Marine Cadet (The Human Legion Book 1)

Marine Cadet (The Human Legion Book 1) by Tim C. Taylor

Book: Marine Cadet (The Human Legion Book 1) by Tim C. Taylor Read Free Book Online
Authors: Tim C. Taylor
    But the alien appeared satisfied and settled his attention on the sergeant whose name Arun still didn’t know. “You are senior human sergeant for ‘C’ Company, 8th battalion. What would you do?”
    If he was the senior veteran then he must be Staff Sergeant Bryant. He answered calmly. “Sir. It is the leader’s responsibility to preserve the honor of his or her unit. To have lost a unit’s honor is a catastrophic loss of authority after which no leader can function. So if a unit has dishonored itself, then its leader should be punished as an example. Even if the punishment isn’t fatal, before the leader can return to the same position he or she must not only wait for a suitable period of atonement, but must also earn that position to the satisfaction of the unit.”
    “Quite so,” said Little Scar. He nodded, a gesture of agreement, although with his pronounced brow ridge and bony skull crest the motion looked very much like an armored headbutt. “Of all of us, Staff Sergeant Bryant has most recently been tested in battle. It shows.”
    He pointed to Alistair and Hortez. “You are no longer Marine cadets.”
    A third finger extruded from his hand toward Nhlappo. “You! Ensure these failures are out of my regiment by the end of the day. Then hand over your remaining duties to your junior instructors. From midnight you are demoted to the rank of Marine private. Gold Squad has lost its veteran to resuscitation attrition. You will fill the gap. Pray that you are never presented to me again. I shall not be so lenient next time.”
    The merest hint of a protest sounded in Nhlappo’s throat, but she cut it dead just in time.
    “I have…” started Little Scar but stopped suddenly. He growled, flicking his ears wildly. “I have discussed your company’s performance with Commander Menglod and we have agreed a unit-wide punishment for the 8th battalion. Examine your screens.”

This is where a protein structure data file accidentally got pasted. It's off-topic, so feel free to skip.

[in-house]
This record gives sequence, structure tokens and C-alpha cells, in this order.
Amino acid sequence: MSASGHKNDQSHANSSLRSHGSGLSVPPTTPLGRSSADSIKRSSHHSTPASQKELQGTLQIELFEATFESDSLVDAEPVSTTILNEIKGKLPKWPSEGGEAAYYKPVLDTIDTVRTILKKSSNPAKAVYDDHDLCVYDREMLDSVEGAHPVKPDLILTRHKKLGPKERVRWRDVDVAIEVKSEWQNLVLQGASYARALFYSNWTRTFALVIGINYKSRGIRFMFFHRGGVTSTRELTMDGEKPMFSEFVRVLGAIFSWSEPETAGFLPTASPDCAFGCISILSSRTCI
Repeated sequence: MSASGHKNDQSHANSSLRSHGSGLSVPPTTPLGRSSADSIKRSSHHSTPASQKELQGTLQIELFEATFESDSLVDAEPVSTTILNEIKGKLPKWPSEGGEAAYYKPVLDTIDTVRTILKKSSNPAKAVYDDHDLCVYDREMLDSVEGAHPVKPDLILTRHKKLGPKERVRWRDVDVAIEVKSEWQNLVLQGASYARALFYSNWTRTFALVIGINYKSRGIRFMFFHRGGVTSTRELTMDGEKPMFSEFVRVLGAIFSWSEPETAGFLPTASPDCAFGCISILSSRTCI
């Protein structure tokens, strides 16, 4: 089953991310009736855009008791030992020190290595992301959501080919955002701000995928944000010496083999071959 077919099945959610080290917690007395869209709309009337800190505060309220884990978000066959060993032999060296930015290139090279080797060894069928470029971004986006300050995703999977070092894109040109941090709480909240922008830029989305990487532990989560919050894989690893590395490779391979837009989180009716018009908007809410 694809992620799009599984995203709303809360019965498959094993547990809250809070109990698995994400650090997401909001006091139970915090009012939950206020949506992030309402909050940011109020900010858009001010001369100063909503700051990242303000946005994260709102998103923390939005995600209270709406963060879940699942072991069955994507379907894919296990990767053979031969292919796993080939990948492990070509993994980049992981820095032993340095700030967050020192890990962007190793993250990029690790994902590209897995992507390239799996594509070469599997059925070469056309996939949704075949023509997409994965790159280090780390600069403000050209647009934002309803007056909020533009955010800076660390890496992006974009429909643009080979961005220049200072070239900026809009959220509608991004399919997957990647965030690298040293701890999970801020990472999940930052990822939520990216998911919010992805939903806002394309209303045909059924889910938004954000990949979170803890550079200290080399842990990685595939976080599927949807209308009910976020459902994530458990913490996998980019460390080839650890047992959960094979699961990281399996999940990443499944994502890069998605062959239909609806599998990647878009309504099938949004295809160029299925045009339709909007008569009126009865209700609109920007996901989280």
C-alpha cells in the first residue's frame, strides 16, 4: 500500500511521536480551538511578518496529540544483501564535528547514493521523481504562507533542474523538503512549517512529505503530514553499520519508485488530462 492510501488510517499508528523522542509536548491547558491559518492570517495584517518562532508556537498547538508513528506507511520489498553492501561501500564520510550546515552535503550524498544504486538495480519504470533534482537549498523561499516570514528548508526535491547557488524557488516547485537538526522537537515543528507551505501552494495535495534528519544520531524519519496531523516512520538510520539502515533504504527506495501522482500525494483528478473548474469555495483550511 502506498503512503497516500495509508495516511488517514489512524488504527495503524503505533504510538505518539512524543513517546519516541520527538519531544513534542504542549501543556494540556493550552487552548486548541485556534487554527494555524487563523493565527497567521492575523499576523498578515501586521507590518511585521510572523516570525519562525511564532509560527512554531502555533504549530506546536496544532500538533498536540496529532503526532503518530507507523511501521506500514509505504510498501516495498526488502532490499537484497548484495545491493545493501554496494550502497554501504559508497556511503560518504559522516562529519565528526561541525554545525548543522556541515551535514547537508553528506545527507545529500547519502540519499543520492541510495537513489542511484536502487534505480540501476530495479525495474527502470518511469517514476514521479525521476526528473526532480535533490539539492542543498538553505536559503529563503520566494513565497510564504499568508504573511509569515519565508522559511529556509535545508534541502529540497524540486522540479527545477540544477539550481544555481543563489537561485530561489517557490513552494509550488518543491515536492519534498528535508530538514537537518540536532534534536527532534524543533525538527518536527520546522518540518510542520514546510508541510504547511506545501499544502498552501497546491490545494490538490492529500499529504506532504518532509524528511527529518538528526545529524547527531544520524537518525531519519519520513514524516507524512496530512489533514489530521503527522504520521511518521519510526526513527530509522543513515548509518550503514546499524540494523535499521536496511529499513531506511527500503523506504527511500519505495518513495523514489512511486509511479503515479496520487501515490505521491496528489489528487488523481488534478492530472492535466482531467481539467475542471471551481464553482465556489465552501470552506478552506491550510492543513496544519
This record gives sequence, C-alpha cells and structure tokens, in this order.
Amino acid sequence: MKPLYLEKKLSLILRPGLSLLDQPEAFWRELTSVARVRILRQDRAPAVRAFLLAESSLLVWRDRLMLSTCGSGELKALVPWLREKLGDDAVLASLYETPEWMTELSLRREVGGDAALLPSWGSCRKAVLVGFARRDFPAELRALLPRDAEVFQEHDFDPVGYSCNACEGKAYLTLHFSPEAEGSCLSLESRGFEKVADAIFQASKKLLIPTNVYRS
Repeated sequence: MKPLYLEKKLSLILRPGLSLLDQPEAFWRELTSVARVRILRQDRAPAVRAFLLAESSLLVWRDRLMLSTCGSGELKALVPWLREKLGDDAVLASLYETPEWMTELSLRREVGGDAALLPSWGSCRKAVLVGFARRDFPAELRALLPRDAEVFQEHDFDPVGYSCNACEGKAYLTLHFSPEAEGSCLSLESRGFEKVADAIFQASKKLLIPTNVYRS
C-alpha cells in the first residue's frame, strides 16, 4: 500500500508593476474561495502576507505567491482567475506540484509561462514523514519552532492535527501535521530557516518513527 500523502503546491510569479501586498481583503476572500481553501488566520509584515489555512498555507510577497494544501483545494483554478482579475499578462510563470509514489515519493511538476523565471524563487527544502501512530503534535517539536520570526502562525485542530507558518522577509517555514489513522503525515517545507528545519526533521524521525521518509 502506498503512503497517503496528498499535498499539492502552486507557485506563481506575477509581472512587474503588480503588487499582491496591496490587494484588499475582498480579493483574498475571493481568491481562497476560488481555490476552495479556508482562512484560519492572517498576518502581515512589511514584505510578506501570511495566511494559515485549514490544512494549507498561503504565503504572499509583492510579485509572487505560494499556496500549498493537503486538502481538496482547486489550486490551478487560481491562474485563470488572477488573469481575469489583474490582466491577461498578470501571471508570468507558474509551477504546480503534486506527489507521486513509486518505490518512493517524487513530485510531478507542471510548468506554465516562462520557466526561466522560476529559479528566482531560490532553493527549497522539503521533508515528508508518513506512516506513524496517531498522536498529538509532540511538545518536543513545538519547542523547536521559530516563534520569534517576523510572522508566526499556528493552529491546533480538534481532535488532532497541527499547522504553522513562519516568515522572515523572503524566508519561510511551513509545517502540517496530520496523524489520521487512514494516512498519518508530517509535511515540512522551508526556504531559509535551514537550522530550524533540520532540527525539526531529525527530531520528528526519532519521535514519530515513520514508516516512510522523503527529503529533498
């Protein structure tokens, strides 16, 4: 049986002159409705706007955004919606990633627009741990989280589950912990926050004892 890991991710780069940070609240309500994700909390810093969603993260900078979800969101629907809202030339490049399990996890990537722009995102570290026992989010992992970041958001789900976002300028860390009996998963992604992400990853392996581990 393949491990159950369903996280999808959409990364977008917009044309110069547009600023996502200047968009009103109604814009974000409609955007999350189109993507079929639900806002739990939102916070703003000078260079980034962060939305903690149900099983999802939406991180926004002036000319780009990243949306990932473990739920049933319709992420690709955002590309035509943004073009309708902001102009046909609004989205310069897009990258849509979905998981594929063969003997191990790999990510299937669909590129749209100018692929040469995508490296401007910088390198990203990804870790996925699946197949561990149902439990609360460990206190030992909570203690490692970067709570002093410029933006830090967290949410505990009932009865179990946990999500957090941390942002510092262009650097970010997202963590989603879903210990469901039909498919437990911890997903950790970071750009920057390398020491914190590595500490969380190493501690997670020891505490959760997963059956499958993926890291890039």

Arun looked down at the image of the Totalizer showing the leaderboard of battalions vying with each other to keep out of the Cull Zone. 8-412/TAC was 7,000 points ahead of the cut off. Arun steeled himself to see that safety margin diminish.
    The screen refreshed.
    8-412/TAC had disappeared. No it hadn’t. It had shifted position. They were bottom!
    “We have deducted 25,000 points from 8-412/TAC. This year’s graduates will be Culled.”
    The colonel looked from one human face to another, daring them to protest. They were too stunned to speak.
    “There is to be no further punishment of the cadets over this issue. Dismissed.”
    A mix of horror and relief flooded through Arun as he about-heeled to leave. He’d escaped but his friends had not. It should have been the other way around.
    “No, not you, McEwan,” said the Jotun. “You shall remain here.”
    Little Scar waited until the other humans had marched away before switching from his thought-to-voice system to speak in his own gravelly words.
    “I want a chat with you.”

—— Chapter 12 ——
    With a wave of the rubbery tubes that passed for fingers, the colonel beckoned Arun to stand next to him at his workstation.
    As he mounted the steps to approach the Jotun, Arun tried to guess what the alien was about to tell him. He had no idea.
    Once Arun was standing next to the alien’s chair, and had cast his gaze to the ground, Little Scar asked using his own awkward voice: “Would you like to see your brother?”
    Not ‘you will be executed at dawn’ or ‘you will be permanently assigned to the punishment battalion’.
    Arun was so stunned that he let his pause drag on until Little Scar drew his ears back in annoyance.
    “Sir. Yes, sir,” Arun said quickly.
    Little Scar smiled. There was little about the six–legged Jotuns that was human-like, but when they wanted to, Jotuns could smile just like the most endearing human child. And at that moment, the commander of the 412th Marines chose to smile.
    “He is not here,” said the Jotun, back to speaking through

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